Black Heritage Riders -The Journey of A Modern African American Pioneer
Vol. II

Manhattan, New York- Los Angeles, California,   Tuesday, April 1, 2008

No. 848
Site Menu
Donate
Please support the Black Heritage Riders Initiatives by making a tax deductible donation
Lucky Horseshoe
Lucky Horseshoe Topics Archives
Lucky Horseshoe News and Press Releases
Lucky Horseshoe Photo Gallery
Lucky Horseshoe Video Interviews
Lucky Horseshoe Guestbook
Lucky Horseshoe Blog
Lucky Horseshoe Mission Statement
Lucky Horseshoe Organization
Lucky Horseshoe Profiles
Lucky Horseshoe Privacy Policy
Lucky Horseshoe Sponsorship
Lucky Horseshoe Donate
Lucky Horseshoe Contact Us
Lucky Horseshoe A.M.A.A.P. Team
Lucky Horseshoe Cowboy Page
Lucky Horseshoe Newletter

Miles Dean- Short Bio


Educator/Equestrian
New York To California Trail Rider
Fee: Please contact for more Info
Mr. Dean Commutes from New Jersey
 

 

Texas Commentary

companion video

companion photos

THE MOORISH CONQUEST OF SPAINMoorish Warrior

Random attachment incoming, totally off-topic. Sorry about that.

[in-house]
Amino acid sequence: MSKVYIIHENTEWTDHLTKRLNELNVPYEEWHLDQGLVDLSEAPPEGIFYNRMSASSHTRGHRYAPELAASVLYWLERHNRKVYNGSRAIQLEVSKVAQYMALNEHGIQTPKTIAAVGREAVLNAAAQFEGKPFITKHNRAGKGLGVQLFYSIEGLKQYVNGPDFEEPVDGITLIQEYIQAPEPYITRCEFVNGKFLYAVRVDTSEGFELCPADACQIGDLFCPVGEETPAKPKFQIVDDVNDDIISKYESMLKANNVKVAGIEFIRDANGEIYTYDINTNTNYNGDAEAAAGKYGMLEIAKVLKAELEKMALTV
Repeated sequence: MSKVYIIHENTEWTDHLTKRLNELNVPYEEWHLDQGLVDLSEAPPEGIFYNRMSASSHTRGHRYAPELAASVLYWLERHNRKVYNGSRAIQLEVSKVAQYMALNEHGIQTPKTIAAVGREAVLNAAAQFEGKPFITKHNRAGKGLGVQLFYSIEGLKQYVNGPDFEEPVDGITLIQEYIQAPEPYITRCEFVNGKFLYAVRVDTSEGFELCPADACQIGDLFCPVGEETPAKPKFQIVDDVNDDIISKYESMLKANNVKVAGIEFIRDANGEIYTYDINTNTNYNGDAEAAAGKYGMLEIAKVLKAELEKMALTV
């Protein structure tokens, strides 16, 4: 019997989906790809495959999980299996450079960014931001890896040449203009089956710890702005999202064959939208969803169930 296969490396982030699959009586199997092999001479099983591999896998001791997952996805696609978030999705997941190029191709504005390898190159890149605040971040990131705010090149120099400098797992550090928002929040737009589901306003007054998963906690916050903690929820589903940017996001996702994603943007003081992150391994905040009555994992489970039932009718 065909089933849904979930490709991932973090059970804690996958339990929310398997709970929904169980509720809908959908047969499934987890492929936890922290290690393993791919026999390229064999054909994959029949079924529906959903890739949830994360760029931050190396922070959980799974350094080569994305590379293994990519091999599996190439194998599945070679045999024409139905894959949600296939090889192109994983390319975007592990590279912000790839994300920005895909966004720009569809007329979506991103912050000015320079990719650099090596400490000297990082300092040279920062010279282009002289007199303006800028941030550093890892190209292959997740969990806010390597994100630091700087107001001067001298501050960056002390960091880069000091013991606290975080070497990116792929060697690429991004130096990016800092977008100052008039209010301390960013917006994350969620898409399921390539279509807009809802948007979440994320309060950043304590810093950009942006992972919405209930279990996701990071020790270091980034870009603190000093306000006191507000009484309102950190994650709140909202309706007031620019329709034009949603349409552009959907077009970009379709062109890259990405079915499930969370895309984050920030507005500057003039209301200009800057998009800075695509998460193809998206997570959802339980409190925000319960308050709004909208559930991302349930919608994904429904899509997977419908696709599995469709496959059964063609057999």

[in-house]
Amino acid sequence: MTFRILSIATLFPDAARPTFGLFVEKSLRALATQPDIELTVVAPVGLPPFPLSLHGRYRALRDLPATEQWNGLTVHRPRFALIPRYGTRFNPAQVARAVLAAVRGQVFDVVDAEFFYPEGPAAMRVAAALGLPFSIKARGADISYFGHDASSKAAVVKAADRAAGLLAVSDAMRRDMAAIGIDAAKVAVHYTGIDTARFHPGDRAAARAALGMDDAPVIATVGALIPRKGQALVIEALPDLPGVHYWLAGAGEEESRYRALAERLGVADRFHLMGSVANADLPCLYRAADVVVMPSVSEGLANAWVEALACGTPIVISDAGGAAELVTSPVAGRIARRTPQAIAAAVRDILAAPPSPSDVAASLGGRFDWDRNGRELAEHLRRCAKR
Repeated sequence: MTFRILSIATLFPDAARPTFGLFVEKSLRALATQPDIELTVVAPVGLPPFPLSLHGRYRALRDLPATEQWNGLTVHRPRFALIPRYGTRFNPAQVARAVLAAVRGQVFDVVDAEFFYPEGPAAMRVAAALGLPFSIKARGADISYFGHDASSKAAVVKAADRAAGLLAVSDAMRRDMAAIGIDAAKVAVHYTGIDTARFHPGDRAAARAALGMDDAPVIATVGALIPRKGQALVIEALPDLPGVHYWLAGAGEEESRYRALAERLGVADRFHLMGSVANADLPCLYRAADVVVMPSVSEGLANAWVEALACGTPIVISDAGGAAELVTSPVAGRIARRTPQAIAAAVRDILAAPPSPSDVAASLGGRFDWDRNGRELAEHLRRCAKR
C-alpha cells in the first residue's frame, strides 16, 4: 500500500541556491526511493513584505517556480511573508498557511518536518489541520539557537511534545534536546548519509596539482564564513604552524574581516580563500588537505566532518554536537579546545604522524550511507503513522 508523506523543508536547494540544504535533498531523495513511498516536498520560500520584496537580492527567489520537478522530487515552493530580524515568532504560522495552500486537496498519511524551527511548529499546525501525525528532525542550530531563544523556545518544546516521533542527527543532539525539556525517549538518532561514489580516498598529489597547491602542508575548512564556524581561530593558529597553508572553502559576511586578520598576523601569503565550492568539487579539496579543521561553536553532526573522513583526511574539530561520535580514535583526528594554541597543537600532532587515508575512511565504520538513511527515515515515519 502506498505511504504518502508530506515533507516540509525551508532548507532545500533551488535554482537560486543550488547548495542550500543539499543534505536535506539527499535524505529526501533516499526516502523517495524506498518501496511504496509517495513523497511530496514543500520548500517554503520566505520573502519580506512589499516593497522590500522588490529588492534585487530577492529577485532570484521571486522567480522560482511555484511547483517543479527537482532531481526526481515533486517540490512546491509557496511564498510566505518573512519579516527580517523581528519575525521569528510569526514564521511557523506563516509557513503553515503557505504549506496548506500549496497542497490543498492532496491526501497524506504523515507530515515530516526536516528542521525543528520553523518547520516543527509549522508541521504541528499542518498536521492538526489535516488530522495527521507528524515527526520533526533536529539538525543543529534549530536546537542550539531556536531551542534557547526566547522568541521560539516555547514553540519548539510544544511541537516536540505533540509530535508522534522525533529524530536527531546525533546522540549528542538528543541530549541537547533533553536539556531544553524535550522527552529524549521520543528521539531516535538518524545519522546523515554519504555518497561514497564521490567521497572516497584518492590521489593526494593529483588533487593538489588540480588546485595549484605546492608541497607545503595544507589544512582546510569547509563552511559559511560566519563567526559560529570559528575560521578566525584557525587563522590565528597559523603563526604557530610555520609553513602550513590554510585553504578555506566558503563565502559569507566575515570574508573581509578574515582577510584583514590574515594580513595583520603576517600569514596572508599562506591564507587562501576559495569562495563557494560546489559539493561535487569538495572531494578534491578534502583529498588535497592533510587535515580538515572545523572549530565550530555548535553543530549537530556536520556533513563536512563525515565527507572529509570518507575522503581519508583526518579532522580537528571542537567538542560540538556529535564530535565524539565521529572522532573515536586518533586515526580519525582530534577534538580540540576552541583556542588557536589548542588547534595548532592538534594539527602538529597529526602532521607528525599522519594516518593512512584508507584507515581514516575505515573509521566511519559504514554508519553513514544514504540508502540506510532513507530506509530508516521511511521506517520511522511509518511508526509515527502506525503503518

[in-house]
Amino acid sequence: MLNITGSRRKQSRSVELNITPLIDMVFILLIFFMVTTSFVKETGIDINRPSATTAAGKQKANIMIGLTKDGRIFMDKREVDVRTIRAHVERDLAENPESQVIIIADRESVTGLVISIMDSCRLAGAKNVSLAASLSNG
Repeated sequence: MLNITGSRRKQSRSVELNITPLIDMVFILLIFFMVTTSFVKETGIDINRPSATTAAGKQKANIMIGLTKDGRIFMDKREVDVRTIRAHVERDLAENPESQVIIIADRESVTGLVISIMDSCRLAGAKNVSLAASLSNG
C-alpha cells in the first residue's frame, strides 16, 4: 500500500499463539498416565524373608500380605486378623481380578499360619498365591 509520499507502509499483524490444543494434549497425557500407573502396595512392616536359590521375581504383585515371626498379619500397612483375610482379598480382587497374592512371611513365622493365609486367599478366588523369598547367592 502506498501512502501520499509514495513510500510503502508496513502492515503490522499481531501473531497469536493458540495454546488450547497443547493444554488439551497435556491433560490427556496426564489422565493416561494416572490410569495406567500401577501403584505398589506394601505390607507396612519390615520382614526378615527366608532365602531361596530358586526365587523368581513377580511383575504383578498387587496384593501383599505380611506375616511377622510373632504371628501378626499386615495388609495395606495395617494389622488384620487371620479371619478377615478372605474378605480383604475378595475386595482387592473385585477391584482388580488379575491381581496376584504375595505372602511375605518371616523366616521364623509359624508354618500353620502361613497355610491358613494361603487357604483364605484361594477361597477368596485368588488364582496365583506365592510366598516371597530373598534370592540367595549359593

I’m certain you’re wondering what the Moorish conquest of Spain has to do with African American contributions in Texas, an area of land far removed from Africa and Spain.  Well, I think connecting dots always helps to give a certain perspective to any inquiry.  Many are not aware that early in the eighth century Moorish soldiers crossed over from Africa to the Iberian Peninsula.  The man chosen to lead them was General Tarik ibn Ziyad.  In August 711, Tarik won paramount victory over the opposing European army.  Within a month's time, General Tarik ibn Ziyad had effectively terminated European dominance of the Iberian Peninsula. The Moors were given the task of subduing the northwest of Spain and with vigor and speed they set about their mission.  Within three months they had swept the entire territory north of the Ebro River as far as the Pyrenees Mountains and annexed the turbulent Basque country.  These Moors, as the early writers chronicled, were "black or dark people, some being very black."  After the invasion of 711 came other waves of Moors even darker.   The Moors ruled the Iberian Peninsula for over 700 years before rulers were driven out in the mid 1400’s.